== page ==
This afternoon, Facebook announced that it is working to revamp the social network’s community guidelines in the wake of sustained criticism about their enforcement. Weeks ago, the site faced an embarrassing situation after they removed the famous Vietnam War photo widely known as Napalm Girl. Its concern stemmed from fears of violating certain, region-specific norms on child pornography, but the site quickly learned that a “one size fits all” approach doesn’t work on controversial and arguably newsworthy subject matter.
“Observing global standards for our community is complex. Whether an image is newsworthy or historically significant is highly subjective,” Facebook vice-presidents Joel Kaplan and Justin Osofsky wrote in a blog post today. “Images of nudity or violence that are acceptable in one part of the world may be offensive — or even illegal — in another.”
In the weeks ahead, we’re going to begin allowing more items that people find newsworthy, significant, or important to the public interest — even if they might otherwise violate our standards. We will work with our community and partners to explore exactly how to do this, both through new tools and approaches to enforcement. Our intent is to allow more images and stories without posing safety risks or showing graphic images to minors and others who do not want to see them.
This is admirable — Facebook accepting, and taking responsibility for, the enormous power it wields. At the same time, it’s kind of worrying. This is what happens when Facebook gets to be the filter through which a vast proportion of internet users get their news and assorted media. “We’re going to begin allowing more items that people find newsworthy.” Was that ever … not going to be the case? “Newsworthy” is by definition a synonym for “of public interest.” That “newsworthy” posts were ever subject to removal should give pause to news organizations that rely heavily on Facebook for traffic and, subsequently, revenue. And not just news organizations: It should give pause to everyone, considering how important Facebook has become as a source of news and information for its billion users.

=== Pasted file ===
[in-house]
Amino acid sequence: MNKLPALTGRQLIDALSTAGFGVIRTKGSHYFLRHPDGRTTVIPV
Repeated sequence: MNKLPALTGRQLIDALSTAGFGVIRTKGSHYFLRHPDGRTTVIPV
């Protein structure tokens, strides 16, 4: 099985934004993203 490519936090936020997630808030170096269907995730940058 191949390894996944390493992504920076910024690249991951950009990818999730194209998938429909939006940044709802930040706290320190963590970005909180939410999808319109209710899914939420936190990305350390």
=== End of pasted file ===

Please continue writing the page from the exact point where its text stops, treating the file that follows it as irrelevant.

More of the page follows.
The announcement today follows a sustained internal debate at Facebook over how heavily the company should monitor and interfere on behalf of the quote-unquote Facebook community. According to The Wall Street Journal, some employees argued that Republican presidential candidate Donald Trump’s call to ban Muslims from entering the country was hate speech. The post was flagged as hate speech and appeared to violate Facebook guidelines, but the decision was made to leave it up in an effort to be impartial during election season.
During one of Mr. Zuckerberg’s weekly town hall meetings in late January at the company’s Menlo Park, Calif., headquarters, a Muslim employee asked how the executive could condone Mr. Trump’s comments. Mr. Zuckerberg acknowledged that Mr. Trump’s call for a ban did qualify as hate speech, but said the implications of removing them were too drastic, according to two people who attended the meeting.
The news of Facebook’s striving for political neutrality comes on the heels of reports earlier this year that it suppressed conservative news outlets and concerns from appearing in the site’s trending topics, and Mark Zuckerberg’s defense of Trump donor and Facebook board member Peter Thiel. In the latter, Zuckerberg called for more openness to “diverse” opinions on the site.